If authorial intention is so vital for interpretation, then I would suggest that we are in a perilous state,  particularly for the book of Revelation.
www.ucc.ac.uk /theology/html/MoyiseAUSSAuthorial.htm   (2517 words)

  
 Global Journal of Classical Theology Poggemiller's Paper
With this definitive understanding of the authorial intention theory of meaning as presented by Hirsch, it would seem that such a view of meaning would be basic to the task of communication.
[29] However, as already shown, the intention of the author is revealed in the text itself and not in outside information concerning the author, his mental states, plans, etc. The text is what is to be interpreted and it is also the text that the reader finds the author's intentions clearly delineated.
The view that Hirsch's authorial intention theory of meaning is rooted in the epistemic theory of foundationalism is never explicitly stated in his work.
www.trinitysem.edu /journal/poggemillerpap.html   (6886 words)

  
 Rupturing Margins Through Authorship: An exegesis of Derrida's essays in Margins of Philosophy
Thus, Derrida has shown that meaning exceeds authorial intention in the context of writing and, in turn, has shown that there is a space where meaning cannot be usurped and appropriated.
That is, it is exactly the loss of authorial intention that causes words to break with their original context and be transported into new contexts and new meanings.
That is to say that in writing his book, Derrida causes me to necessarily take (his) authorial intention out of its original context insofar as he compels me as a reader to thereafter discuss, cite and reiterate his work (for example, in the act of my writing this essay).
www.chass.utoronto.ca /pcu/noesis/issue_vi/noesis_vi_6.html   (2178 words)

  
 SHAKSPER 2002: Re: Authorial Intention
Some sort of authorial presence is conjecturally introduced by such rudimentary observations, mediating between the patterned particularities of the texts on the one hand and the historical arena or a world of pure formal possibility on the other” (130).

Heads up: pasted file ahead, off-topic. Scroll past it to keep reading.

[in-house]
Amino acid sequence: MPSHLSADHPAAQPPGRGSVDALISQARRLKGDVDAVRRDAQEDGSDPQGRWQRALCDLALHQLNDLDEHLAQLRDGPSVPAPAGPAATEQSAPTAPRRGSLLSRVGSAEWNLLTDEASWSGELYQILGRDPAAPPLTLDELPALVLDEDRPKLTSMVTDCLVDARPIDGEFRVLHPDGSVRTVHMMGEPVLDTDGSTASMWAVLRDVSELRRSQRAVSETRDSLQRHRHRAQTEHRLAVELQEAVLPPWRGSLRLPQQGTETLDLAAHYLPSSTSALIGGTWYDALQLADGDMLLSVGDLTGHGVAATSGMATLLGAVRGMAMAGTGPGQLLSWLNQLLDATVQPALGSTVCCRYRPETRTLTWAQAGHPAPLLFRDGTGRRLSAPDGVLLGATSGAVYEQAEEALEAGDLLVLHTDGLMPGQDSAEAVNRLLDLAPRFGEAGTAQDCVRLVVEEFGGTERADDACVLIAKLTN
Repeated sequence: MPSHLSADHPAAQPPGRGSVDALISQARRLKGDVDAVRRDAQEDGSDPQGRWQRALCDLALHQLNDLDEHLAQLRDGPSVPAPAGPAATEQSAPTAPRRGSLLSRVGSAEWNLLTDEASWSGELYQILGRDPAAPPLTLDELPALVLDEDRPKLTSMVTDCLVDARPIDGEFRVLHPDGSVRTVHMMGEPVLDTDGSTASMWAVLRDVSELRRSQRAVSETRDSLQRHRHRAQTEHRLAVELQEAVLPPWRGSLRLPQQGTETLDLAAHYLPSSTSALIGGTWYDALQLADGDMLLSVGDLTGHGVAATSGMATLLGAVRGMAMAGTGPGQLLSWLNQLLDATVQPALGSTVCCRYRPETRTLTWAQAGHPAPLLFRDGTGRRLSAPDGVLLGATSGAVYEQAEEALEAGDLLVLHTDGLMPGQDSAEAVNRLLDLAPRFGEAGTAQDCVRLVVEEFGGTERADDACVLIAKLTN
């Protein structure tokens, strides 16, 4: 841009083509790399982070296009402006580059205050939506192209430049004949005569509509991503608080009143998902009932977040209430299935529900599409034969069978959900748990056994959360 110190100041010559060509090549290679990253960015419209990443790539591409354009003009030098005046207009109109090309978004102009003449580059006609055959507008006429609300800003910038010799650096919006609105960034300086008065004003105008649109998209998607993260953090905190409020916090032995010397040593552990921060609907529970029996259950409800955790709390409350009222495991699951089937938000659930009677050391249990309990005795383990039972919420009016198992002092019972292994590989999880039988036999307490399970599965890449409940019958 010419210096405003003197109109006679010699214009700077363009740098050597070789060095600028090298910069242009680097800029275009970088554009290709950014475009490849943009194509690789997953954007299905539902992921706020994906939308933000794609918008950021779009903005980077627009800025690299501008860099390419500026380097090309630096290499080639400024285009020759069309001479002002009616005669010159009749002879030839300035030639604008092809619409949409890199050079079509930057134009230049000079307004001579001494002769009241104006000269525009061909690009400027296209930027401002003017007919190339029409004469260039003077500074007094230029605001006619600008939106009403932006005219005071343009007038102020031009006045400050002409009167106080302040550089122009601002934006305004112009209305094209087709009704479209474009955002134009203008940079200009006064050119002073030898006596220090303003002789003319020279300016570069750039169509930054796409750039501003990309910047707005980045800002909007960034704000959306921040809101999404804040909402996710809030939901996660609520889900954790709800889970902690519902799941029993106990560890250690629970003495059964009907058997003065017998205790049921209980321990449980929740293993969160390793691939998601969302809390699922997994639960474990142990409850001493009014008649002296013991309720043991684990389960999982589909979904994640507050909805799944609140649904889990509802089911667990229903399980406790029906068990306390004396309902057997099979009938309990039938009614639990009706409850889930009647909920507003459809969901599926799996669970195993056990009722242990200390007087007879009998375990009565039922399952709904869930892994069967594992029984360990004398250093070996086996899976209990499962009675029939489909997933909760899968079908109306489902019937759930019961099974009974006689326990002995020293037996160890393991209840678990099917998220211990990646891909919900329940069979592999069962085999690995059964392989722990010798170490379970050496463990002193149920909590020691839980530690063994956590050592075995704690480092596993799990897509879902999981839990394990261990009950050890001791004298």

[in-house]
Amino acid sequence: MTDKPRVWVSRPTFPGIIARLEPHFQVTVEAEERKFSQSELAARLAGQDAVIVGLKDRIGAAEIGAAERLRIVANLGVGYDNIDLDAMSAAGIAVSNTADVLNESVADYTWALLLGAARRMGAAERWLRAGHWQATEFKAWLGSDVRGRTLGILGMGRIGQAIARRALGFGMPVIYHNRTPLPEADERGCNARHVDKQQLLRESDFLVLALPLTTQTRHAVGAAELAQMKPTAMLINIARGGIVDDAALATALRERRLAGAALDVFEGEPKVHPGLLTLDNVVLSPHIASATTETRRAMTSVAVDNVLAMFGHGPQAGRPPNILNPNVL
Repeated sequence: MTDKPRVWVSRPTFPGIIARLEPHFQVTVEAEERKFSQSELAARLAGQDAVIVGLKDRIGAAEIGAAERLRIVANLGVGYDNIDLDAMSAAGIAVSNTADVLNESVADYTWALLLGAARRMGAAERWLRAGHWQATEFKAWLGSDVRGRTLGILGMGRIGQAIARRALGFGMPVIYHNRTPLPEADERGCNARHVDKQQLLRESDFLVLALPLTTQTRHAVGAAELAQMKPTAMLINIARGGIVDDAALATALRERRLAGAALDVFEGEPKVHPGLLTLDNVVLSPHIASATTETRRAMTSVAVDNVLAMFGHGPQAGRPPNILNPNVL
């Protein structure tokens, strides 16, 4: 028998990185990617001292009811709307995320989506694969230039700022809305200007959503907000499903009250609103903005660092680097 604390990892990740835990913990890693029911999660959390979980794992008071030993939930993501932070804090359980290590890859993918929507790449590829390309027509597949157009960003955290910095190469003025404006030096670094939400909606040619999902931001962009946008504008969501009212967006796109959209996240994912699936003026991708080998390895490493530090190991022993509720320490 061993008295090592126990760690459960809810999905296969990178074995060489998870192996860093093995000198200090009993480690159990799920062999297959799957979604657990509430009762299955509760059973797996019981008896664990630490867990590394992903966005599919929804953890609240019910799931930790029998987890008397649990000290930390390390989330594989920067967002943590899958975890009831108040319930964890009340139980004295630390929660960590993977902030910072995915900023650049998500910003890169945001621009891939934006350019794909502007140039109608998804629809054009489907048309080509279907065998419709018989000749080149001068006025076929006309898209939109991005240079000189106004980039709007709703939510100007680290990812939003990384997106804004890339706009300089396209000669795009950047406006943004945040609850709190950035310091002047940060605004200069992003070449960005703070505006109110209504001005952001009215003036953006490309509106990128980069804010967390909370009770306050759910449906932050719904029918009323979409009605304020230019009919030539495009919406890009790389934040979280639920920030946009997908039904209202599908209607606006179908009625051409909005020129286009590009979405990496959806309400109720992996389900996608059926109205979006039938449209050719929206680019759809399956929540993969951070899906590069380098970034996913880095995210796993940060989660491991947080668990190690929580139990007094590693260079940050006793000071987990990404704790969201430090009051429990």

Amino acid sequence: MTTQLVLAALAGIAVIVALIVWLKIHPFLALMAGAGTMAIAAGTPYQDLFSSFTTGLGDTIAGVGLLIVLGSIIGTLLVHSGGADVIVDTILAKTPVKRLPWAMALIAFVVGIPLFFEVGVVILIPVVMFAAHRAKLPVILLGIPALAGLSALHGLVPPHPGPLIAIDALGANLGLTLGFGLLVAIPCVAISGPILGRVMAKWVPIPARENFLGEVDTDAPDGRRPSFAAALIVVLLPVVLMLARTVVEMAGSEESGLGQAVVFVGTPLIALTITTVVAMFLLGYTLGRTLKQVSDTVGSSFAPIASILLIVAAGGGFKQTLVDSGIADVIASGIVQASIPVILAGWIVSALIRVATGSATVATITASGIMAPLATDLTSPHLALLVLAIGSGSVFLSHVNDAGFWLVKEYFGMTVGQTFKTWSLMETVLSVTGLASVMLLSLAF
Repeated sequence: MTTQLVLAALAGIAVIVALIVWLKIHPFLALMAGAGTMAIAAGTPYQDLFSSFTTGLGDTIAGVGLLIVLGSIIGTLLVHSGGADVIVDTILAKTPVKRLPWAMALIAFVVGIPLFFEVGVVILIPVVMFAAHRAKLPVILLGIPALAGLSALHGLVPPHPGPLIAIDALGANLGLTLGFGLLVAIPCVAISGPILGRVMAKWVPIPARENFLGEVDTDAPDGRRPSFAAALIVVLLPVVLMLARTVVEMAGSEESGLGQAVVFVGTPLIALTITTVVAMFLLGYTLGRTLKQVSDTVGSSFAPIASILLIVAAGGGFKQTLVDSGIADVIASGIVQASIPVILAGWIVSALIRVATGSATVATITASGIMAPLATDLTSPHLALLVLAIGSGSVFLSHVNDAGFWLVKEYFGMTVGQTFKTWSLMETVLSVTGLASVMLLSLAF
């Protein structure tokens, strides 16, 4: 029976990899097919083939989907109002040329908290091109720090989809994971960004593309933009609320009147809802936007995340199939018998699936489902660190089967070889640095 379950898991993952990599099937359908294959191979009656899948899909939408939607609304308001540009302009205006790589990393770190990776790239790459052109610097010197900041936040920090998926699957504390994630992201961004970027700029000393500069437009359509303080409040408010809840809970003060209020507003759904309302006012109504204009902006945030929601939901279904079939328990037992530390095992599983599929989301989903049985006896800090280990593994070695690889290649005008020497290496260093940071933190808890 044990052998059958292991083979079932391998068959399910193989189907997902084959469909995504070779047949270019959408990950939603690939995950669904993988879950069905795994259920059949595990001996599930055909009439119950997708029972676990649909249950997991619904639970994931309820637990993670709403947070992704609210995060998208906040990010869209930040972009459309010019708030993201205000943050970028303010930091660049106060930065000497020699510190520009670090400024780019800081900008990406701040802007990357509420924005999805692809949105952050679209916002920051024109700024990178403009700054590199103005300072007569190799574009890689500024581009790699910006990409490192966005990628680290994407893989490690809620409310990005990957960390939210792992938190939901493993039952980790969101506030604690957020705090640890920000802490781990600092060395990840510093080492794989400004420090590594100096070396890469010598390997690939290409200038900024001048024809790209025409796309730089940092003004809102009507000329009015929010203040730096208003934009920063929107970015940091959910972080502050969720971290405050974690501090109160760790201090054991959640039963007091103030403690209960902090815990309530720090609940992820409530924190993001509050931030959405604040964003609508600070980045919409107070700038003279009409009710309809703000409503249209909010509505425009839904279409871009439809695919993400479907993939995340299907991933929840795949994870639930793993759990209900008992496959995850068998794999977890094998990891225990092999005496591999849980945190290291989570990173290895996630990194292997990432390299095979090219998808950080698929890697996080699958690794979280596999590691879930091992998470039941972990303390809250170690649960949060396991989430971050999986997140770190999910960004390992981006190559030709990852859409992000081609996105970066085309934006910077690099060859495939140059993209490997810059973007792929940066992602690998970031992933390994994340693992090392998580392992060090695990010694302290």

Authorial intention is a problem, one we have to deal with.
Recovery of the authorial intention is one thing; acknowledgment of the author’s involvement is another.
www.shaksper.net /archives/2002/2024.html   (1057 words)

  
 Summit Ministries: Resources: Essays
But if authorial intention is a fallacy, if meaning is the reader's prerogative, then graded instruction of any kind is an injustice because it credits the student with the instructor's insight and holds the student responsible for the instructor's mistaken meanings.
If authorial intention is not the measure of meaning, then teachers can no longer count students wrong when the teachers themselves are responsible for what the student's test answers or research papers actually mean.
The professor cannot escape this difficulty by saying that authorial intention applies to syllabi but not to epic poems or to elegies because syllabi are prose and epics and elegies are not.
www.summit.org /resource/essay/show_essay.php?essay_id=48   (2942 words)

  
 CHAPTER II
In other words, moving from authorial intention to textual meaning is in fact irrelevant to the nature of their identity because it presupposes either an intentionless language or the priority of language to intention.
It seems that this distinction between intention and the accomplishment of it is related to the gap between language (universal) and the particularity of the author’s intention as indicated above.
Since language is too flexible to refer to the determinate intention of the historical author, and the accomplishment of the historical author is reflected in the language of the text, the ac-complishment is too ambiguous to refer to the determinate historical intention or wish of the author.
www.crvp.org /book/Series02/IIA-5/chapter_ii.htm   (9810 words)

  
 WALTER BENN MICHAELS   (Site not responding. Last check: 2007-11-04)
The central thrust of his position was not completely to deny the relevance of authorial intention but rather to limit what would be allowed to count as evidence of that intention to the work itself.
As such, the polemic against intention was part of the more broadly formalist polemic against discussion of the aesthetic object in what were perceived as fundamentally non-aesthetic terms (historical, biographical, psychological, etc.).
The major thrust of "The Intentional Fallacy" was, as we have seen, to establish the priority of the text, insisting simultaneously on the intrinsic and objective character of meaning.
www.tau.ac.il /humanities/publications/poetics/art/aga3.html   (3912 words)

  
 knapp   (Site not responding. Last check: 2007-11-04)
Theory attempts to solve--or to celebrate the impossibilitv of solving--a set of familiar problems: the function of authorial intention, the status of literary language, the role of interpretive assumptlons, and so on.
This assumption is shared by theorists who, denying the possibility of recovering authorial intentions, also deny the possibility of valid interpretations.